Reutech RSR 210N radar now aboard Royal Norwegian Navy frigate


Reutech Radar Systems (RRS) has installed the first of five RSR 210N multi-purpose 2D general surveillance radars aboard the Royal Norwegian Navy Aegis frigate KNM Otto Sverdrup. Norway ordered the radar in December 2007 at a cost of R150 million to supplement the frigate`s SPY1F radar and to support helicopter operations.

The installation, completed at Haakonsvern Naval Base near Bergen in Norway, follows the completion of factory acceptance tests at RRS’ test facilities in South Africa, during which extensive trials against air and surface targets were successfully completed.

The US Aegis area area air defence system provides ships with the ability to defend themselves and other nearby vessels from aircraft and missile attack. The system can protect cities against ballistic missiles through its software`s ability to track missiles and plot a physical impact point.

RRS says the RSR 210N is particularly suited to the Fridtjof Nansen-class frigate due to its system architecture, which allows classification of targets as fixed wing, helicopter or surface targets. This feature significantly aids the primary purpose of helicopter control operations in a multi-target environment. “We are really pleased with the results obtained during the trials”, says programme manager Peter Kirkpatrick. “The system has achieved performance beyond expectation and we are confident of smooth passage to completion of sea trials aboard the vessel”.

Production and testing of the remaining four systems for the other four frigates in the class is in progress, with the delivery of subsequent systems “on schedule”.

The Stellenbosch-based company says the RSR 210N is a highly accurate multi-purpose 2D radar capable of general surveillance, ship self- defence, gun fire support and helicopter support roles. The system’s light-weight two-axis stabilised antenna is specifically designed to perform efficiently under the harsh environmental conditions encountered in Arctic theatres of operation. “Furthermore, the pulse Doppler signal processing facilitates the detection of small, fast moving targets under complex weather, sea and land clutter conditions, thereby enhancing performance in a ship self-defence role. As demanded by true naval radar operation, a robust electronic counter-countermeasures suite ensures capabilities retention even under a hostile electromagnetic environment.”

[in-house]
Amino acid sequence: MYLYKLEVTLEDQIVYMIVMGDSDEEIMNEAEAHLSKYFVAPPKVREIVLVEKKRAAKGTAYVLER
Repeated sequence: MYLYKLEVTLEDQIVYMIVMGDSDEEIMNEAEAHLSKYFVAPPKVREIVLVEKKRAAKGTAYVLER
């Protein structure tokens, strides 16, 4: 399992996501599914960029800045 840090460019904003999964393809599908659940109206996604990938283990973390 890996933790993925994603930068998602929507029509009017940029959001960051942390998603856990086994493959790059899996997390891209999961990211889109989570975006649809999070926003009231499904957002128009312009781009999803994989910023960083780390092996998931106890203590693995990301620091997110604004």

RRS won the four-year contract from the Norwegian Defence Procurement Division (NDPD) in the face of stiff competition. RRS introduced the RSR 210N to the market in October 2005. “Highly successful demonstrations” followed in February 2007, with the system being shown to the SA Navy and others. “These trials demonstrated RSR 210N`s superior performance in the detection of both air and surface targets under adverse environmental conditions,” RRS export systems business development manager Anthony Green said in early 2008. “Selection of the RSR 210N radar, by a leading NATO Navy, represents a significant achievement for South African and Norwegian industries,” RRS and its Norwegian partner, Electronicon, added in a joint statement to mark the Norwegian order. “We expect that this win will secure the product`s position in the world market.”
“There has already been considerable interest in the product from other international, as well as South African, users and we expect follow-on orders as a result of the success in Norway,” Green added. Norway is a North Atlantic Treaty Organisation (NATO) member and NATO navies are discriminating about what they use. It is not an easy market to break into, he adds. “And it certainly raises your profile.”

The deal also requires RRS to provide logistics and spares and training, as well as documentation – to maintain and properly use the system.

Pic: The RSR 210N at AAD2010 last week.